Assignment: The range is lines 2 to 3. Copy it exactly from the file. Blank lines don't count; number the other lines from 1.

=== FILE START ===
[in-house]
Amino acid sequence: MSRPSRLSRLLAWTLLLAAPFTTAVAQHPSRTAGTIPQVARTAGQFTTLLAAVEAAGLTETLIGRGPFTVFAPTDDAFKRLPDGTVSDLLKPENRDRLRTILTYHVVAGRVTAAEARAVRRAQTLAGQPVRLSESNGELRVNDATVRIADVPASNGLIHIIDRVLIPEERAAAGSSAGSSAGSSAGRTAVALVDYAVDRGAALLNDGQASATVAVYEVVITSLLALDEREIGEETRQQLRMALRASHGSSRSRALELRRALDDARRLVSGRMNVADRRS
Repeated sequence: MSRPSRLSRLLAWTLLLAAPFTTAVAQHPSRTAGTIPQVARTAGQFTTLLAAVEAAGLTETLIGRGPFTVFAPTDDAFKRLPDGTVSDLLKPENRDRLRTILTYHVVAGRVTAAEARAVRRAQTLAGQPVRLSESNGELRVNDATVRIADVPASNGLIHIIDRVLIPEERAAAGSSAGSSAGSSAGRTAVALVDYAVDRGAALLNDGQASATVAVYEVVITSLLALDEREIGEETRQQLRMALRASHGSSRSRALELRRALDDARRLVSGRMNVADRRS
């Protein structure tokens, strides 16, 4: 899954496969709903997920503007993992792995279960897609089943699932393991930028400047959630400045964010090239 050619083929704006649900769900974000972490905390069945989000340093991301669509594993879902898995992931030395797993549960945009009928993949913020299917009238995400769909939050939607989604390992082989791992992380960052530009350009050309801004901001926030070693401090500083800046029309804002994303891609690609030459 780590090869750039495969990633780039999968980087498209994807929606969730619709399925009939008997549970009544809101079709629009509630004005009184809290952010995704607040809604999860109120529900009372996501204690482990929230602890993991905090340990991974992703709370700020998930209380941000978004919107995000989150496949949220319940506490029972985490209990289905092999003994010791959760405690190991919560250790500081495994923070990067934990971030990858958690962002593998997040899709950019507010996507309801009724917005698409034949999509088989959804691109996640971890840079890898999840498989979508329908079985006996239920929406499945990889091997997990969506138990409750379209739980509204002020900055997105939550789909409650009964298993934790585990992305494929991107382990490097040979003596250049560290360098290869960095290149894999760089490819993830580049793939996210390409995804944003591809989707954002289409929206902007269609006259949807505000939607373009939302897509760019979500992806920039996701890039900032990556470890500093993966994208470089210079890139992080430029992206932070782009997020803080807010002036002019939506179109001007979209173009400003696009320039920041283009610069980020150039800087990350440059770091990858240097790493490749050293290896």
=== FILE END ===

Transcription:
Amino acid sequence: MSRPSRLSRLLAWTLLLAAPFTTAVAQHPSRTAGTIPQVARTAGQFTTLLAAVEAAGLTETLIGRGPFTVFAPTDDAFKRLPDGTVSDLLKPENRDRLRTILTYHVVAGRVTAAEARAVRRAQTLAGQPVRLSESNGELRVNDATVRIADVPASNGLIHIIDRVLIPEERAAAGSSAGSSAGSSAGRTAVALVDYAVDRGAALLNDGQASATVAVYEVVITSLLALDEREIGEETRQQLRMALRASHGSSRSRALELRRALDDARRLVSGRMNVADRRS
Repeated sequence: MSRPSRLSRLLAWTLLLAAPFTTAVAQHPSRTAGTIPQVARTAGQFTTLLAAVEAAGLTETLIGRGPFTVFAPTDDAFKRLPDGTVSDLLKPENRDRLRTILTYHVVAGRVTAAEARAVRRAQTLAGQPVRLSESNGELRVNDATVRIADVPASNGLIHIIDRVLIPEERAAAGSSAGSSAGSSAGRTAVALVDYAVDRGAALLNDGQASATVAVYEVVITSLLALDEREIGEETRQQLRMALRASHGSSRSRALELRRALDDARRLVSGRMNVADRRS